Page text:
• ARM has 16 registers (R0-R12, SP, LR, PC), only 4-byte opcodes, there are revisions to the ISA, but they are only 4-byte opcodes.

  • Thumb (aka Thumb-1) split the 16 registers to lower (R0-R7) and higher (R8-R12, SP, LR, PC), most instructions can access the lower set only, while only some can access the higher set. Only 2-byte opcodes. On low-end devices which have a 16-bit bus (and have to do 32-bit word access in two steps) perform better when they they execute 2-byte opcodes as it's matching their bus. The naming is confusing me the Thumb could be used as the family term for both Thumb-1 together with Thumb-2, or sometimes Thumb can be used for Thumb-1 only. I think the Thumb-1 is not an official Arm term, just something I have seen used by people to make the distinguishment between the Thumb family of both ISAs and the first Thumb ISA clearer. Instructions in ARM can have the optional s suffix to update the CPSR register (for example ands, orrs, movs, adds, subs instruction), while in the Thumb-1 the s is always on and it saves the CPSR register all the time. In some older toolchains the implicit s is not needed, however in the efforts of Unified Assembly Language (UAL) now it's a requirement to explicitly specify the s even when there is no option to not use the s.

  • Thumb-2 is an extension to Thumb and can access all registers like ARM does, has 4-byte opcodes with some differences compared to ARM. In the assembly, the Thumb-1 2-byte narrow opcode and Thumb-2 4-byte wide opcode can be forced with .n and .w postfix (example orr.w). The ARM and Thumb-2 opcode formats/encodings are different and their capabilities differ too. The conditional execution of instructions can be used, but only when it (if-then) instruction/block is prepended. This can be done explicitly or implied (and done by the toolchain behind the user's back). And the confusion might be actually good as Arm (the company) wanted them to be similar, a lot of effort went to Unified Assembly Language (UAL) so assembly files made for ARM could be compiled on Thumb-2 without change. If I understand this correctly, that can't be 100% guaranteed and some edge cases could probably be made where the ARM assembly can't compile as Thumb-2 and this is another absolute statement that is not fully true. For example the ARM7 bl instruction can address +-32MB while on Cortex M3 it can only +-16MB. The situation such be much better compared to Thumb-1 where the ARM assembly has to be more likely rewritten to target Thumb-1, while ARM to Thumb-2 rewrite is less likely to happen. Another difference are the data processing instructions. Both ARM and Thumb-2 support 8-bit immediates while ARM can rotate bits only to the right and only by even bits, while Thumb can do rotations to left and by even/odd amount of bits and on top of that allows repetitive byte patterns such as 0xXYXYXYXY, 0x00XY00XY or 0xXY00XY00. Because the shifts are rotating, the left and right shifts can be achieved by 'overflowing', shifting so much to one direction that it's effectively a shift to the opposite direction 1 << (32 - n) == 1 >> n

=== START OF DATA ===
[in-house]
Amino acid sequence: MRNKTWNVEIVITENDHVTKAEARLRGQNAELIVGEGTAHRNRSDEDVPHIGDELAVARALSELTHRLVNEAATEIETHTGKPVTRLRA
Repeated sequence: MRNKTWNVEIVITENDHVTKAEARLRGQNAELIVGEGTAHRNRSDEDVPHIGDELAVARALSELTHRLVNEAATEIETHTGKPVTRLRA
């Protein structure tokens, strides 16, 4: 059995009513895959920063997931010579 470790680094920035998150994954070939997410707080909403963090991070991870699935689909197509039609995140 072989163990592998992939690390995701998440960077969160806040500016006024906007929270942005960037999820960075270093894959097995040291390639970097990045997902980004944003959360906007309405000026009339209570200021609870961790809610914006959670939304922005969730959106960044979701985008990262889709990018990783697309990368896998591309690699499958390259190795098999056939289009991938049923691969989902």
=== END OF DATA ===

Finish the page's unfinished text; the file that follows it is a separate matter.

So in conclusion some Arm CPUs can do:

  • only 4-byte opcode instructions which are pure ARM ISA
  • 2-byte/4-byte Thumb-1/Thumb-2 ISAs with a focus to use the 2-byte most of the time with only a few 4-byte opcodes, these often are labeled as Thumb (Thumb-1) 2-byte opcode CPUs (and the few 4-byte opcodes are sometimes not mentioned)
  • 2-byte/4-byte Thumb-1/Thumb-2 ISAs and are more evenly mixed between 2-byte and 4-byte opcodes, often labeled as Thumb-2
  • 2-byte/4-byte opcodes by switching between ARM/Thumb modes

Reference for this information: ARM Assembly Language Programming & Architecture Muhammad Ali Mazidi et al 2016. The book was written before the company name change from ARM to Arm, so sometimes it was confusing when it was referencing the company Arm and when the ARM ISA.

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    I wanted to know if M4 processors could execute ARM as well as Thumb2. Yours is the only answer that solved my question. Thank you. Commented Mar 17, 2022 at 4:11
  • Really, what is the answer? Thumb-1 is not on any Cortex-M CPU. Thumb-1 is a completely different beast than what is on Cortex-M0. 16/32 bit encodings are not the only relevant portion to this question. The M4 only supports Thumb(2) mode, even though the instructions are 16/32bit mix. Commented Jul 27, 2023 at 14:44
  • @artlessnoise From the Arm's document developer.arm.com/Processors/Cortex-M4 "ISA Support: Thumb or Thumb-2, featuring Hardware Divide (2-12 Cycles), Single-Cycle Multiply, bit field processing, Saturated Adjustment Support, DSP extension" So you saying Arm got their documentation wrong and only supports Thumb-2?
    – Anton Krug
    Commented Jul 28, 2023 at 11:53
  • @artlessnoise Completely different beast? You mean M0 supports lacks that 'beast'? Something like Thumb1-withoutBeast mode? Arm's document: developer.arm.com/Processors/Cortex-M0 is saying: "Thumb or Thumb-2 subset". And I listed specific nuances about the instructions and their differences in M0, so people have more context what Thumb-1 and Thumb-2 support means practically. What is your abstract "different beast" mean? List all the instructions and their nuances when my list feels not relevant and wrong to you. M0 is very limited to others, but "different beast" has 0 information
    – Anton Krug
    Commented Jul 28, 2023 at 11:59
  • Yes, ARM is redefining the concept. You can see notlikethat answer. There are other entities like GCC, Clang, Apple, Samsung, Broadcom, etc. that will use these terms. The Cortex-M0 can handle exception in Thumb mode. The original 'Thumb-1' architecture required that you take exceptions in ARM32 mode. There are other nuances as I tried to detail in my answer. As you can see from this post by UnixSmurf, an ARM employee, they point out some redundancies in ARM naming. It is a similar thing with thumb. Commented Jul 31, 2023 at 13:40